Between 1986 and 1994, John Myatt forged more than 200 new works by surrealists, cubists and impressionists, passing them off as originals with the help of an accomplice, John Drewe, an expert at generating false provenances. Despite the fact that many of John Myatt’s paintings were laughably amateurish (they were executed in emulsion, not oil), they fooled the experts and were auctioned for hundreds of thousands of pounds by Christie’s and Sotheby’s. It was, said Scotland Yard’s art and antiques squad when they finally caught up with John Myatt in 1995, bursting into his Staffordshire studio at the crack of dawn, “the biggest art fraud of the 20th century”. Indeed, to this day, some 120 “Myatts” are still said to be in circulation.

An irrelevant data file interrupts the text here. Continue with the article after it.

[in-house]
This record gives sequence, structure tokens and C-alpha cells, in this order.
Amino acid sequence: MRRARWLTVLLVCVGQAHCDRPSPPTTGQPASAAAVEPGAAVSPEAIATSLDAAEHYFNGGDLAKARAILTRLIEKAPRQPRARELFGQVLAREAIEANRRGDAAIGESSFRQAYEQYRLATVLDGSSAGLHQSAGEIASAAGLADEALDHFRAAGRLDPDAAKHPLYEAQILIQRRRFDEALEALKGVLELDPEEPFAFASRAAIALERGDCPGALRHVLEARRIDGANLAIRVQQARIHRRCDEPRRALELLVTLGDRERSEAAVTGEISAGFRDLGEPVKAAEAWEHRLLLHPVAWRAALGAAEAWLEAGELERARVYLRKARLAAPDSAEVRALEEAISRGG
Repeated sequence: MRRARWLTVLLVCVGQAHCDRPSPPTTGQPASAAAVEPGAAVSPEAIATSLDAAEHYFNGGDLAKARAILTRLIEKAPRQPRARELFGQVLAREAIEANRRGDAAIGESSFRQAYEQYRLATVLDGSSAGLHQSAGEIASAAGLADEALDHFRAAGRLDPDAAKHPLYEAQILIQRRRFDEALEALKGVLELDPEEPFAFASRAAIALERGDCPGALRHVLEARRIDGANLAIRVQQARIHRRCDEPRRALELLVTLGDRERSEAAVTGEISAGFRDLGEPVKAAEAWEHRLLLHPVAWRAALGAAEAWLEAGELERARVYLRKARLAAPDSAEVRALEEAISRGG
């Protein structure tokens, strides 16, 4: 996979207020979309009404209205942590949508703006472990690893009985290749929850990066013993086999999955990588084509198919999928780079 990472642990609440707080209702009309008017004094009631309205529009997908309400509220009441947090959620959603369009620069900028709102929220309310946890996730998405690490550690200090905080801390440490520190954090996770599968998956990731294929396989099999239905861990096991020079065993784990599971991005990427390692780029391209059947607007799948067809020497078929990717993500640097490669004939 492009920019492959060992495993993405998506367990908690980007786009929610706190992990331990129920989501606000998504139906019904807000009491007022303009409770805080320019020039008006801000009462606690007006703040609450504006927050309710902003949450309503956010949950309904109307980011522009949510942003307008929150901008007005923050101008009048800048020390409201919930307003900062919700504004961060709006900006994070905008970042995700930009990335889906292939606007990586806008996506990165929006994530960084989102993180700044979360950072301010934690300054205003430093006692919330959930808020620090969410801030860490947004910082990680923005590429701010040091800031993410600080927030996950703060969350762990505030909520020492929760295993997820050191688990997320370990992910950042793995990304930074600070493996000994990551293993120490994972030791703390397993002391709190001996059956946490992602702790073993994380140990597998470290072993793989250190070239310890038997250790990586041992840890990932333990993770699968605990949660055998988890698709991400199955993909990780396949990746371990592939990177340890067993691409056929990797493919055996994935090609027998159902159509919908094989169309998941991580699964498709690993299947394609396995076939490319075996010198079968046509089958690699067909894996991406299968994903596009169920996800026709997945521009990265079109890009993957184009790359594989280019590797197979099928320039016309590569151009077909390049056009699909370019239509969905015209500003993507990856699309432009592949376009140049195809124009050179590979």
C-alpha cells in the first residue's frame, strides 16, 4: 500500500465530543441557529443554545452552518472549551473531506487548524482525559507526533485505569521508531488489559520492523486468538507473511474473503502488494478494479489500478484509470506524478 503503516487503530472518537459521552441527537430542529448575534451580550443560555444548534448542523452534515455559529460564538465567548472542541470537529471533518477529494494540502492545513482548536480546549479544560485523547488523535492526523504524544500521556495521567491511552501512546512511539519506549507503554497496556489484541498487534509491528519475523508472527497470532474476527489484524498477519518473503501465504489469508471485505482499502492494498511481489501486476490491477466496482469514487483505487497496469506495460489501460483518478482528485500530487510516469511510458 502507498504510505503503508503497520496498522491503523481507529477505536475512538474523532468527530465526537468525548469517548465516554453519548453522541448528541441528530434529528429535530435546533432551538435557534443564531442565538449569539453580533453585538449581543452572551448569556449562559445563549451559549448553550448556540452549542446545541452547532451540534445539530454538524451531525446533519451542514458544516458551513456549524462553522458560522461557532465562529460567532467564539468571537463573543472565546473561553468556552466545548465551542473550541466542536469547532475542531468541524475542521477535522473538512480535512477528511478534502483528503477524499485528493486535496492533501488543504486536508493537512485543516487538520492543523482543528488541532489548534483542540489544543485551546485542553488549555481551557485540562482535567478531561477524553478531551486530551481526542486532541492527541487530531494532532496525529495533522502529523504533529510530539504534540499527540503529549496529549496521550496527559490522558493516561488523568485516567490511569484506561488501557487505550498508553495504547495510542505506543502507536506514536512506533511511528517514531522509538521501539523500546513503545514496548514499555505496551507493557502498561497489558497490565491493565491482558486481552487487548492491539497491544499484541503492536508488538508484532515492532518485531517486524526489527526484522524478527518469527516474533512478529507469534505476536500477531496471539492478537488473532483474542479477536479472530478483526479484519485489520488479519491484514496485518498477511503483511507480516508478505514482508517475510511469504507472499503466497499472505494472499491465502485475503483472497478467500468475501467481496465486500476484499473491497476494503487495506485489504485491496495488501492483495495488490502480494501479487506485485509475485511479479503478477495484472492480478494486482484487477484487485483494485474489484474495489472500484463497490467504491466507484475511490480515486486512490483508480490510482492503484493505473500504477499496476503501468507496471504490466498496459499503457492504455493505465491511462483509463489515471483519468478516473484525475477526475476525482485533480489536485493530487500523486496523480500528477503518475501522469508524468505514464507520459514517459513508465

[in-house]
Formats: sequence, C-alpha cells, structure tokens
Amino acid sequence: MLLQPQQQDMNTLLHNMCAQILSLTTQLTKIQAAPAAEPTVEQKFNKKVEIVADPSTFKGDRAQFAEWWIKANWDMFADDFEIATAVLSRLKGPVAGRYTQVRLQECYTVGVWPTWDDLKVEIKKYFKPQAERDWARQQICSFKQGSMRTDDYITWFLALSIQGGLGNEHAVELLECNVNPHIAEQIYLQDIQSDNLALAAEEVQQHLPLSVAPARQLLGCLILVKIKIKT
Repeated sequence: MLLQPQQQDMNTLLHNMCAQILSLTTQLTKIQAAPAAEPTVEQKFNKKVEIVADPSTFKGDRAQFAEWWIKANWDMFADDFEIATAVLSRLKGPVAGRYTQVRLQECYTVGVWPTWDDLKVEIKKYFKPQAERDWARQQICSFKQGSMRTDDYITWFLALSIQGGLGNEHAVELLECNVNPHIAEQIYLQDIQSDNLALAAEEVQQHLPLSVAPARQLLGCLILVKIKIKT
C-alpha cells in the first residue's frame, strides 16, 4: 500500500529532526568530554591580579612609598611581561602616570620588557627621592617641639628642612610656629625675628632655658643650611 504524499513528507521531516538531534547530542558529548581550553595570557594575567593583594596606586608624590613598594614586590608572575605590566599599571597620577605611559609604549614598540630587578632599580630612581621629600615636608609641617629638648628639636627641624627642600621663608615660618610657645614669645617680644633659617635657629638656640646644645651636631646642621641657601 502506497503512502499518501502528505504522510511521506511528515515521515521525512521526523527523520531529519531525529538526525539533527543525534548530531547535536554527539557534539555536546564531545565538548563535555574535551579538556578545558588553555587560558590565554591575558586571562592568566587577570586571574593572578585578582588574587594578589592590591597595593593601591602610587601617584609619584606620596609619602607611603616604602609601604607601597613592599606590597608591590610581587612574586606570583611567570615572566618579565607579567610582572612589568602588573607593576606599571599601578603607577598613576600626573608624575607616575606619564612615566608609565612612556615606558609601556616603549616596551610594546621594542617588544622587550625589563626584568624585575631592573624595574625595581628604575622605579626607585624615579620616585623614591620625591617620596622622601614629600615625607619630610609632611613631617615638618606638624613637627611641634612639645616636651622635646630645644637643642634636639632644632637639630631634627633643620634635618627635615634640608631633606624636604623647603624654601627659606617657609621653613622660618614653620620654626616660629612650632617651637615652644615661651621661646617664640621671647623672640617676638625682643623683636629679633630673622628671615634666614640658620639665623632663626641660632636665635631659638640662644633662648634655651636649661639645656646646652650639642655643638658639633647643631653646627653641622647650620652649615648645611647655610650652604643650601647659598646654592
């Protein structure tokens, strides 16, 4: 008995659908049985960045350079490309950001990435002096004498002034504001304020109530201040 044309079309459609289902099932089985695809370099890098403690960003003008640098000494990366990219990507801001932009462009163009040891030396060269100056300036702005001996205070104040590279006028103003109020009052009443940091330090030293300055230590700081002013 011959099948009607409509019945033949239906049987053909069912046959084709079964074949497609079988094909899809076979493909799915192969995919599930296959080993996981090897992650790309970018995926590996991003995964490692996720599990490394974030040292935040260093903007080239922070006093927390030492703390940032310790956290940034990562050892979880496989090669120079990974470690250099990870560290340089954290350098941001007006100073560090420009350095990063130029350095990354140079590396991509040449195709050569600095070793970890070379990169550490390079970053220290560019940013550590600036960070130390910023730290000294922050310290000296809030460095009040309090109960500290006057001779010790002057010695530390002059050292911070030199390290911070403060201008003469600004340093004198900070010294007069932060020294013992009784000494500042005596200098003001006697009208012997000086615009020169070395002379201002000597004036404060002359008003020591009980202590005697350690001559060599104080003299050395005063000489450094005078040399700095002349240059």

Now, having served his time – John Myatt was sentenced to 12 months in prison in 1999 but was released for good behaviour after four months – and with Michael Douglas poised to turn his exploits into a feature film (working title, Art Con), John Myatt feels he has nothing to apologise for.
“If someone came to me with one of my fakes now I wouldn’t let on,” says John Myatt, who is 60. “I figure that the paintings aren’t doing any harm. Besides, I’d be losing a perfectly innocent person money.”
Instead, John Myatt is seeking to forge a new career, so to speak, as a purveyor of what he calls “genuine fakes”. These are works by the very same artists he used to imitate when he was a criminal – not only Giacomettis and Nicholsons but Monets, Matisses and Renoirs. They even come with the artist’s signature. The only difference is that on the back of the canvas is a computer chip and the legend “Genuine fake” written in indelible ink.